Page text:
Architecture and recollection; In The Heart of Downtown; Beirut

Samir Kassir Square


‘With the current temptation to give in to the idea of a “clash of civilizations”, a complete ideological re-think becomes ever more urgent’.
a time to Rethink 9, 2001-samir kassir

Architect:Vladimir Djurovic

A serene and contemplative space in the heart of downtown Beirut, Samir Kassir Square provides welcome relief from the built-up urban fabric and frenetic pace of the central business district. Two historic ficus trees provide shade at the centre of the space, and a reflecting pool with water cascading over its edges marks the border with the street. The pool is flanked by a rectangular timber deck that encircles the two trees, and has at its western side a long bench of solid stone. The edges of the site have a ground cover of dwarf Natal plum (carissa macrocarpa), a water-conserving plant known for its dark evergreen leaves and its white, star-shaped flowers and red berries which grow throughout the year.

Through a rigorous design approach and an economy of elements and language, Samir Kassir Square emerges as a highly crafted urban artefact, an audible shift in the city’s rhythm. It skilfully tackles the spatial conditions and infrastructure of its locality with a few calculated moves. In its visual conception, in its sparing use of materials and forms and in the quality of its detailing, the garden points to a clear new direction for landscape design in a region where the discipline is not yet well established or mature, and where designers often try to emulate prototypes (such as tropical, English or French gardens) that are inappropriate and out of context, both visually and environmentally.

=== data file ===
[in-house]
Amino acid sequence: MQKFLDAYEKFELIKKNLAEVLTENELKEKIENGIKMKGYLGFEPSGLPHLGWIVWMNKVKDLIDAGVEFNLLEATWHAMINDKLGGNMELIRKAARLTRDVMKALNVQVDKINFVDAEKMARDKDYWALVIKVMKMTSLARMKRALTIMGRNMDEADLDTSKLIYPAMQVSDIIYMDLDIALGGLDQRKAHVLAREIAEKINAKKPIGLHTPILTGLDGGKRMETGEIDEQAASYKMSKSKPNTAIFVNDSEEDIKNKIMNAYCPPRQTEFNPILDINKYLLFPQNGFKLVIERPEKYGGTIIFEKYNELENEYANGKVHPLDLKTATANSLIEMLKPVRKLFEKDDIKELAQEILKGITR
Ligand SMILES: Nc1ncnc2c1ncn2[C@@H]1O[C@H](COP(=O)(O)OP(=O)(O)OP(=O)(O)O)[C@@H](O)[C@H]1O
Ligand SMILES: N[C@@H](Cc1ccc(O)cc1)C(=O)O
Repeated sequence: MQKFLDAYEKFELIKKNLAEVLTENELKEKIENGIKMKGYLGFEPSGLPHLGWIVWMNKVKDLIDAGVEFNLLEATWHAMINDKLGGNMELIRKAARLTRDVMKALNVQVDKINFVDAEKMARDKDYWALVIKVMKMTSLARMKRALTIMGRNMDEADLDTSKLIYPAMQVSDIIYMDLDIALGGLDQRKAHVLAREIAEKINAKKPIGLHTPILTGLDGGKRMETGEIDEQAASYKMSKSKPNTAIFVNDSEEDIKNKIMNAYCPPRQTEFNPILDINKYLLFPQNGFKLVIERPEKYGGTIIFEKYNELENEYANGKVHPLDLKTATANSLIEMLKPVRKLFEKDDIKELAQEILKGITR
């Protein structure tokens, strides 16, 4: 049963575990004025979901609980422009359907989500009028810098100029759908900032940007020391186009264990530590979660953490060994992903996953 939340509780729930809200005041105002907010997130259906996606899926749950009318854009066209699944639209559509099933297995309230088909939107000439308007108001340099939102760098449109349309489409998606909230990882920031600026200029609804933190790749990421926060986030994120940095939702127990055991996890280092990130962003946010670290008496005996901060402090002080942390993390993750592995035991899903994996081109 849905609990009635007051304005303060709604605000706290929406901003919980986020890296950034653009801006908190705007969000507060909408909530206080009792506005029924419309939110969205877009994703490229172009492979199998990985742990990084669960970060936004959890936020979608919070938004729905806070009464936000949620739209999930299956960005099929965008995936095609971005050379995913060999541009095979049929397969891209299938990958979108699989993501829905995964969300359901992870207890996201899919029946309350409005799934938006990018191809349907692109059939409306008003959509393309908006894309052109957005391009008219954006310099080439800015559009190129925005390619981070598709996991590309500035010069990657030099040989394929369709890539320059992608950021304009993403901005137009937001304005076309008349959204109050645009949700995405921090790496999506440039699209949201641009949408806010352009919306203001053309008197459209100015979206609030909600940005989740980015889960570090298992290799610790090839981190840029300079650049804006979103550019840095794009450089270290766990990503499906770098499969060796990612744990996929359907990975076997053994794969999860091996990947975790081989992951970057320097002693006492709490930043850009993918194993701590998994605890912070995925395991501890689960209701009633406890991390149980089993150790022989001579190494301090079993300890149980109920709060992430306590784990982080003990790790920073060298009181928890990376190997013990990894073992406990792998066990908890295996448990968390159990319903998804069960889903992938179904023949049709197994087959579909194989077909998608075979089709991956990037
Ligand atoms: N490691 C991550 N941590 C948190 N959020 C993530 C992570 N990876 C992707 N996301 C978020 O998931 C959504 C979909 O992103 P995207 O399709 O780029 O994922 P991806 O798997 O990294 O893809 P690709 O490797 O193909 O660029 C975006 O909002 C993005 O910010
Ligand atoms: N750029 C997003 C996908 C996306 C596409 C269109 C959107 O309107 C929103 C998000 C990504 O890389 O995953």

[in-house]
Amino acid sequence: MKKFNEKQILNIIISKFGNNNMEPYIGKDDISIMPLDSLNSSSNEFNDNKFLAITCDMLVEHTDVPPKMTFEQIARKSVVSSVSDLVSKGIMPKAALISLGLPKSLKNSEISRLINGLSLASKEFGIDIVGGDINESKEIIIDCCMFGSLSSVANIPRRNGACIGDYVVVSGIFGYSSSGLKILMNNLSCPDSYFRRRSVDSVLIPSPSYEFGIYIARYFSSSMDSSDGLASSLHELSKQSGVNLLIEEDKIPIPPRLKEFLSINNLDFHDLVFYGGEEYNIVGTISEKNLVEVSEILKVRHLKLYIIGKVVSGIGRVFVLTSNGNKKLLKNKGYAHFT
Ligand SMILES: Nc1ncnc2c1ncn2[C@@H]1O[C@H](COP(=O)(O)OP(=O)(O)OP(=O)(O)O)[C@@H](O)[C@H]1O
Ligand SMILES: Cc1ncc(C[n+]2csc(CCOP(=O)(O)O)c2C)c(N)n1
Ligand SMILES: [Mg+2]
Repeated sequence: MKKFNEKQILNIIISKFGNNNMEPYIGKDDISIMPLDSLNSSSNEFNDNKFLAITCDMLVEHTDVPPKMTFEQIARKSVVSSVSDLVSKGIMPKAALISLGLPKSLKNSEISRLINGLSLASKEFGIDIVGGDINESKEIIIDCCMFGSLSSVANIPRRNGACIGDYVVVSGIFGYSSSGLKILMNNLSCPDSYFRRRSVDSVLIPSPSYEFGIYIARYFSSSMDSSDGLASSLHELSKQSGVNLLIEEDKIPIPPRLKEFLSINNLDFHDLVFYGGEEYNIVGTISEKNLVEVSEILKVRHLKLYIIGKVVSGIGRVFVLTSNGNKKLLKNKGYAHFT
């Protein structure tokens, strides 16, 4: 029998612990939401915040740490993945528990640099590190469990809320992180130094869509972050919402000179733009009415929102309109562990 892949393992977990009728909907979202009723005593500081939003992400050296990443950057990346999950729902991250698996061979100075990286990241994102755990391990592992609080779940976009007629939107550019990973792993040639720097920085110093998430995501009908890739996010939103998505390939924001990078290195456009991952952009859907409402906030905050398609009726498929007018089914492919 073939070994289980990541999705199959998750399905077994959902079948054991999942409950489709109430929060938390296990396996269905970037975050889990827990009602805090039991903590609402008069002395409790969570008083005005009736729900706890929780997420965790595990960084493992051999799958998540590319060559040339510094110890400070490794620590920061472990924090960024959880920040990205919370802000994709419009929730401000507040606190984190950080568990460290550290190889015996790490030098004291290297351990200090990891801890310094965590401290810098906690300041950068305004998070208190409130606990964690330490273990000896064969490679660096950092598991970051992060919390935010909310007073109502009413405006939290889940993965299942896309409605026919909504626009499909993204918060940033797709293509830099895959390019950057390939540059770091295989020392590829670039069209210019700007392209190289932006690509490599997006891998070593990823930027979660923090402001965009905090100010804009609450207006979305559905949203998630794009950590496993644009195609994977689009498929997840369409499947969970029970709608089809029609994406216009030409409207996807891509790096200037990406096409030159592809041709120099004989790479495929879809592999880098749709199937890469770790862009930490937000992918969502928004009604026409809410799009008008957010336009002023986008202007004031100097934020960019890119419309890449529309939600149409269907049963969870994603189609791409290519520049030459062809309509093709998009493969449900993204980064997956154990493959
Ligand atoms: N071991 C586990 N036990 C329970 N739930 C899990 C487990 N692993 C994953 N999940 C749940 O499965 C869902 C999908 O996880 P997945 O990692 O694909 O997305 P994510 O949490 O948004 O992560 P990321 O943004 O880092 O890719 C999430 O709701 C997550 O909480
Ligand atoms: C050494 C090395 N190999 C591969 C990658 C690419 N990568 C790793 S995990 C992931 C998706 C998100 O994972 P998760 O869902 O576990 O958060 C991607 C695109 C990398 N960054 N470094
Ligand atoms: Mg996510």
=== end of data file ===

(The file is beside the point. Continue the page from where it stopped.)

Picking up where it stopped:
starting point: We must reject the “pragmatism of victims”-samir kassir

Samir Kassir (1960–2005) was one of Lebanon’s best-known journalists and historians. A columnist for the daily newspaper An-Nahar, he also wrote regularly for Le Monde Diplomatique. Among his books are A History of Beirut and Lebanon: An Unfinished Spring. One of the most prominent voices on the Arab Left, Kassir was a strong campaigner for the Palestinian cause, . He was assassinated by a car bomb in Beirut on June 2, 2005.

Dash Links   -Architecture-                                -samir kassir

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